Building a better office

by HCA04 Aug 2010

Professional workers can spend up to one third of their lives at the office, working on the computer, answering phone calls and attending meetings. The working environment that they step into each morning can make a huge difference to their state of mind and level of productivity for the day ahead.

Apart from dampening staff morale, a poorly-designed workplace can lead to injuries that increase absenteeism and healthcare costs. A survey by the Singapore General Hospital found that 70% of working adults suffer from back, shoulder and neck pain. These ailments often come from typical office activities – such as continuously typing on a keyboard, or just clicking on a mouse repeatedly. Such tasks can trigger repetitive stress injury, a painful condition that may cause inflammation, muscle strain or tissue damage.

SPRING Singapore, the national body for standards and accreditation, provides guidelines for good office ergonomics. The Code of Practice for Office Ergonomics offers recommendations on the placement of office furniture and equipment so as to promote good posture and work habits.

Employers too, are beginning to understand the business benefits of good workplace design. Steve Riley, Project Director, Singapore Relocation Projects, Standard Chartered Bank says well-designed spaces translate into improved comfort, better efficiencies and higher productivity among employees. The bank’s new offices at Changi feature an open and flexible design that maximises space usage, natural light, air flow and ventilation, he said.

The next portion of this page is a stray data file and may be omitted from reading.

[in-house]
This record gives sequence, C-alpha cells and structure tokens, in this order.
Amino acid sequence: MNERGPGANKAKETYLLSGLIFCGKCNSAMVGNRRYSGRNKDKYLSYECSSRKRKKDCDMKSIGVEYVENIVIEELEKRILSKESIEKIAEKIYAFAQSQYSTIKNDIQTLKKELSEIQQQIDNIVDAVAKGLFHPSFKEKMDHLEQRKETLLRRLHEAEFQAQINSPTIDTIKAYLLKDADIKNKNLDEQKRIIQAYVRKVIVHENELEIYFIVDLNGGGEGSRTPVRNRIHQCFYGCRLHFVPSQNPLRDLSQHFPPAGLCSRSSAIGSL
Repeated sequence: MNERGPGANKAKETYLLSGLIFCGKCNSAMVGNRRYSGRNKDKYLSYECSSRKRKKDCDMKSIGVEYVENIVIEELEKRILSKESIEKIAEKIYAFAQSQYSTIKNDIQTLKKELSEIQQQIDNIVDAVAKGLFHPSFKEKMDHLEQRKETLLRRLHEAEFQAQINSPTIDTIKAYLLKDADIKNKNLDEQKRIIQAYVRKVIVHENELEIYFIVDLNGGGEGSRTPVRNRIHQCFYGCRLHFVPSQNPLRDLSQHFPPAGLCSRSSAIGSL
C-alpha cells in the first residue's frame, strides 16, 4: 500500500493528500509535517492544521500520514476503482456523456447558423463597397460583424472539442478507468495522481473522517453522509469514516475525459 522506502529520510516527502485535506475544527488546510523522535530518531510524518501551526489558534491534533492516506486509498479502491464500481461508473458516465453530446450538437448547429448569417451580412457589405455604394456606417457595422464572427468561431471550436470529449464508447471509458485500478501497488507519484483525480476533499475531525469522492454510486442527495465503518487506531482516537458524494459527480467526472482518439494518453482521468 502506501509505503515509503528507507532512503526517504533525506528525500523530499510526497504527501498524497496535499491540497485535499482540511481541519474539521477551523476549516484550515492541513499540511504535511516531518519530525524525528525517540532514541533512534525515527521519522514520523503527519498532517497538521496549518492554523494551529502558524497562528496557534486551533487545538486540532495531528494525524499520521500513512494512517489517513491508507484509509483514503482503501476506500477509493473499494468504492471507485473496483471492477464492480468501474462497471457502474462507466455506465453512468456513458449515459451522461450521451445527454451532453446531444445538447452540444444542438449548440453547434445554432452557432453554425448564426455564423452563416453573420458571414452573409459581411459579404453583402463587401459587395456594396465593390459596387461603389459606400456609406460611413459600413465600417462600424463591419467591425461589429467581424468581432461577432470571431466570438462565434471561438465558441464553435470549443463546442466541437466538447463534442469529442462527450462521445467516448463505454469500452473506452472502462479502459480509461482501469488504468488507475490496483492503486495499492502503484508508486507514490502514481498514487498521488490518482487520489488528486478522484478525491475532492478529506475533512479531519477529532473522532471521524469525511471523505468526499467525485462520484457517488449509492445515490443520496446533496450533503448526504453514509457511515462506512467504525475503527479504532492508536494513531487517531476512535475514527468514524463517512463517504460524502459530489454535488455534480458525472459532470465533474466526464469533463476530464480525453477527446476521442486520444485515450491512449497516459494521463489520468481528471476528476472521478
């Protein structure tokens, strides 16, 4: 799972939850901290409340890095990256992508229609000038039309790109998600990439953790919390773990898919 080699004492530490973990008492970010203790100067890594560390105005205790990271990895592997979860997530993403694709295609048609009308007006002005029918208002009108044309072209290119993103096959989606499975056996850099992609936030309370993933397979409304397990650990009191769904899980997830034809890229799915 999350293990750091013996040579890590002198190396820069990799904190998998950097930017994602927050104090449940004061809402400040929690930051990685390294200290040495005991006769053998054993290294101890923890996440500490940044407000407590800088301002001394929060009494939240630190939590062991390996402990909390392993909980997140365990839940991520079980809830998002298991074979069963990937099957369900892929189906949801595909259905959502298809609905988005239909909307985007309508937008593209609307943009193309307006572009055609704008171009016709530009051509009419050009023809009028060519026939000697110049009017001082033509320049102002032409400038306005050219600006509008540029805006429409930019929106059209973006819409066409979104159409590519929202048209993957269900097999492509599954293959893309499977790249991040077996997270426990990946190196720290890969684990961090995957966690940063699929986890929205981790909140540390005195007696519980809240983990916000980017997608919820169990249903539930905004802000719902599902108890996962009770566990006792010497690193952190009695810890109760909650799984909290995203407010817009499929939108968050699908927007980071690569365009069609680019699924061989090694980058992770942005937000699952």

Getting started

HR teams can play an active role in the transformation of a workplace into a healthier and more sustainable environment. Crystel White, Workplace Design Leader, Woodhead Architects, says HR should be working directly with builders and interior designers from the outset of any change project. Engaging HR creates a better understanding of any issues that staff might have with the functioning of their environment, she says. “They also understand what the company’s future direction is and what talent they are aiming to attract.”